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There’s no one solution to concentrated poverty. And nothing we have to do will be simple.

What can we do about our high poverty rate? 

Not surprisingly, I got some pushback on last week's column about the fights at the transit center. Some readers disagreed with the core of my argument, that the fights are an outgrowth of the city's high concentration of poverty. There's not much I can say in response, other than to note that numerous studies of urban poverty bear me out.

That doesn't mean that I'm excusing the violence, or that teenagers are helpless to control their anger, or that parents shouldn't do a better job raising their children. But I'm still convinced that because of the profound effect of concentrated poverty, unless we deal with that, we won't make much headway in reducing the fights. (Or, of course, unless we lock everybody up.)

So let me address a reader who complained that I didn't say what we should do about concentrated poverty. I've written about the causes of poverty numerous times since the founding of this publication, as well as the things we need to do to make a meaningful dent in it. But it's worth saying again.

I'll start by repeating this: The issue isn't poverty itself. It's the concentration of poverty: neighborhoods in which over decades and decades, many, many residents are poor and often unemployed. That has a long-lasting, enormously negative effect on many of the people who live there. On the children who grow up there.

Certainly some people can thrive - can, despite the odds, do well in school, get a good job, and become successful. But those odds are huge.

This is simply fact. Numerous studies, by numerous people and institutions, have documented it. If, despite the evidence, you disagree, then talking about remedies doesn't make a lot of sense.

But if you find the evidence valid, then we have plenty to talk about. There's no one solution to concentrated poverty. And nothing we have to do will be simple. But here's a short list of some essential remedies:

Break up the concentration of poverty. Provide more housing subsidies and open more low-income housing in the suburbs so that poor people can live there. Encourage middle and upper-income residents to move to the city.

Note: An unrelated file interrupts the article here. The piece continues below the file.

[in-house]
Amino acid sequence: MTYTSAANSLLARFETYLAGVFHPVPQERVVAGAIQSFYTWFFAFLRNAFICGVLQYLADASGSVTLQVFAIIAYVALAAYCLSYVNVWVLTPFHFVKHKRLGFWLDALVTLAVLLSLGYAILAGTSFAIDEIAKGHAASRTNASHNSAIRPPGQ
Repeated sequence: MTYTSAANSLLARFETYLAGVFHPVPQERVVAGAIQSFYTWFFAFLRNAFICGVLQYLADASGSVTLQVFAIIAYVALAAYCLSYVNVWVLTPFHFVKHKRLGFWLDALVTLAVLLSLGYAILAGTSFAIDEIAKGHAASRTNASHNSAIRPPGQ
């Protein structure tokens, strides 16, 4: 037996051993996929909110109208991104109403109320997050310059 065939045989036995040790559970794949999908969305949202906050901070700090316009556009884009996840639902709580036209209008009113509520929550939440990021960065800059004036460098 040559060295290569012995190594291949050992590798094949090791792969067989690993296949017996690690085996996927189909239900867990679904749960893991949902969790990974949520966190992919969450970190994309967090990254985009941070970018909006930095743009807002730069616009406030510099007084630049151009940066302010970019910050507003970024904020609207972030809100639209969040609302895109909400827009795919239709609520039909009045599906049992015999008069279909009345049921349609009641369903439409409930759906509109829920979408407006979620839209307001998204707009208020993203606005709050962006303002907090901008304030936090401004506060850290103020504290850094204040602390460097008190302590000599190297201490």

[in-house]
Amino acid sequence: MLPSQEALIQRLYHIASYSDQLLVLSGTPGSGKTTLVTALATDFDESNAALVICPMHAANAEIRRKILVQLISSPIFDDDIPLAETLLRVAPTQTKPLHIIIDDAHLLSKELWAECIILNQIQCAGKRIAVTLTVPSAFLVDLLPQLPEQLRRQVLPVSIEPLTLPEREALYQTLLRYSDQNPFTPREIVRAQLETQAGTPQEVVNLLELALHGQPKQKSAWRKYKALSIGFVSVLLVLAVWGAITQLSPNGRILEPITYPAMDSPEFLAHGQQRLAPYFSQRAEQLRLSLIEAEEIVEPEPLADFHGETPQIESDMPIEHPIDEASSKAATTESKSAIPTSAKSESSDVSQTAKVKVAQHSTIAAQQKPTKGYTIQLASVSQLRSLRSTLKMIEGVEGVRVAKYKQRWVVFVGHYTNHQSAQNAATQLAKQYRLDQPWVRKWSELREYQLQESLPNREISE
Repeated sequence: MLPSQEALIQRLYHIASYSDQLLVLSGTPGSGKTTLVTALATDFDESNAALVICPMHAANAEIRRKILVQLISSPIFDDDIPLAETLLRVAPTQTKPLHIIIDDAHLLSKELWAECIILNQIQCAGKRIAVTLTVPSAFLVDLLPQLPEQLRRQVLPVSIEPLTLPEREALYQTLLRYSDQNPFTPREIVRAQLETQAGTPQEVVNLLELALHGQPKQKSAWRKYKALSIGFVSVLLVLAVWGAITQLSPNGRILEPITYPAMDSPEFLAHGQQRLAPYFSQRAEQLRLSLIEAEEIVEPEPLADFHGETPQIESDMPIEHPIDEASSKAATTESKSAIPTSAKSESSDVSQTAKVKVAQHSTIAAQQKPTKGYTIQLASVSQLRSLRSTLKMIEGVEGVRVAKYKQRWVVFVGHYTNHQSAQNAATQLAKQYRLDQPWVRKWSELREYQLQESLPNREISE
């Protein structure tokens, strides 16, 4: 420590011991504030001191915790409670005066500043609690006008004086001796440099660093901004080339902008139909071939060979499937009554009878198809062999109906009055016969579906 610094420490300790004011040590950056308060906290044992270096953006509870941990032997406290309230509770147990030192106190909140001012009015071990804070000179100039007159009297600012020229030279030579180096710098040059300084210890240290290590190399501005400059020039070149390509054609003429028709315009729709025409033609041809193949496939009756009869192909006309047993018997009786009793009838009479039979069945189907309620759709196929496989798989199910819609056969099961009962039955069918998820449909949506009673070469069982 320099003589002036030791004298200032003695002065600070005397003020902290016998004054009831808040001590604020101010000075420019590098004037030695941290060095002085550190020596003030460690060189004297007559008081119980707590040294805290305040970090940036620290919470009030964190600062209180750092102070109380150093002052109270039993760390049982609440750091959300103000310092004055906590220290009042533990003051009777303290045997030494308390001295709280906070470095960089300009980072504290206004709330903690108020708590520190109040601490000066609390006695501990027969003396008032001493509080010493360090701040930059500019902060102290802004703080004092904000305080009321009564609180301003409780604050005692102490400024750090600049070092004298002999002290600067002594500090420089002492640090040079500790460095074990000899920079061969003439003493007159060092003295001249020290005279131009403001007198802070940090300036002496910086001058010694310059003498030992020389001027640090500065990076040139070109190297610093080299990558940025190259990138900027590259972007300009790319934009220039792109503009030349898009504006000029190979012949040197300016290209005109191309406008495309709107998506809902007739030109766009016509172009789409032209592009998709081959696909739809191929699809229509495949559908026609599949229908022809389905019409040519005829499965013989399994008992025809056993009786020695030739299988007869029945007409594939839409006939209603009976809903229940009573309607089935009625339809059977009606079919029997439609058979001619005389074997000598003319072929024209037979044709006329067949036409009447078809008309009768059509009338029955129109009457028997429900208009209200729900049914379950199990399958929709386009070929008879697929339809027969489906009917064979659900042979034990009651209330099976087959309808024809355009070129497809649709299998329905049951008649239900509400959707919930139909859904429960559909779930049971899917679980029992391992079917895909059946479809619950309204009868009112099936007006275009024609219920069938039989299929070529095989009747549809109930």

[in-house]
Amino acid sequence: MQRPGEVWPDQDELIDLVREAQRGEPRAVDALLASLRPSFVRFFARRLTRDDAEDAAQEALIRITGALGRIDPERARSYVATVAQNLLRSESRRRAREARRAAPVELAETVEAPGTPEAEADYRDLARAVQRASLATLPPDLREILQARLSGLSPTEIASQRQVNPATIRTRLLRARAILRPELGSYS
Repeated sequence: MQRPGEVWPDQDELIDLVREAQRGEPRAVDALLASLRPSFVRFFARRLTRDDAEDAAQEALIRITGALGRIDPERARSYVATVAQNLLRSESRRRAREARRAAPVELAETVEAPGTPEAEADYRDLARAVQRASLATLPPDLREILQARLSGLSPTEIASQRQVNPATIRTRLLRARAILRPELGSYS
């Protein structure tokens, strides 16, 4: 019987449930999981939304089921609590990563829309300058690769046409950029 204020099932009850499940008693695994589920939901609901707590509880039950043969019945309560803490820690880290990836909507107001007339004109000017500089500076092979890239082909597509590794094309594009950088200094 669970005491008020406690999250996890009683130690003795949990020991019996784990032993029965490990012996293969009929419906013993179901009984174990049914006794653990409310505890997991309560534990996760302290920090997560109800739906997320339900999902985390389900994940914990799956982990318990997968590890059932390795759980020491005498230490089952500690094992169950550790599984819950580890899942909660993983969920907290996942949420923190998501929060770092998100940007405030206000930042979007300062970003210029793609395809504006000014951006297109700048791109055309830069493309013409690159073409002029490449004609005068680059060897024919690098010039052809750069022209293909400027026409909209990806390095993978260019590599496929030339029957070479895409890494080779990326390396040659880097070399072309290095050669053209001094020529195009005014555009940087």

Raise the income of the working poor. I don't object to the Rochester Business Alliance's initiative to get area employers to hire poor people. But that has to be accompanied with RBA pushing everybody to promise they'll raise the pay of any employees making minimum wage - and to band together to get the state to raise the minimum wage.

Create jobs, and train inner-city city residents for them. This will involve both private-sector and public-sector employers. And it will require training not only in the necessary technical and academic skills but also, in some cases, in workplace "social skills" - things as mundane as getting to work on time.

Increase funding for programs that help boost the education and the social skills of children: Nurse-Family Partnership, early childhood education programs, day care.

Improve public transportation so that inner-city residents can get easily not only to jobs in the city but also to those in the suburbs.

Dramatically reform public education. Combine school districts, create new schools, do whatever it takes to let poor children attend economically and racially integrated schools. Create city schools so exceptional that suburban families line up to get their children enrolled. Improve teacher and administrator training and quality.

A fair number of Rochesterians, by the way, are trying to address some of these things, and that's a hopeful sign. But in the end, success will require an enormous, community-wide effort. And it will take money. A lot of money.Over a long time.

If we think we can do it through volunteer efforts alone, through small initiatives, and on the cheap, we're deluding ourselves. And we're betraying the children of the City of Rochester.

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